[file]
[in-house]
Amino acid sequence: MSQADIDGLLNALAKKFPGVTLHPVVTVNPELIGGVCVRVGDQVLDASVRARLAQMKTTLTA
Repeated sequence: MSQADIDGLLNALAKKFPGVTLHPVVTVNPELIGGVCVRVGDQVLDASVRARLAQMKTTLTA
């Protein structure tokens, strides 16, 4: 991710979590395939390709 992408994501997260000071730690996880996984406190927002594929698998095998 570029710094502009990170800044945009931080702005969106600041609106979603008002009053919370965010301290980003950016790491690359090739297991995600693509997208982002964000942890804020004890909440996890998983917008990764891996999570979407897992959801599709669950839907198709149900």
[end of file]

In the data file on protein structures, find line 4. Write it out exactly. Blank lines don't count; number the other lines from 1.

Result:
């Protein structure tokens, strides 16, 4: 991710979590395939390709 992408994501997260000071730690996880996984406190927002594929698998095998 570029710094502009990170800044945009931080702005969106600041609106979603008002009053919370965010301290980003950016790491690359090739297991995600693509997208982002964000942890804020004890909440996890998983917008990764891996999570979407897992959801599709669950839907198709149900």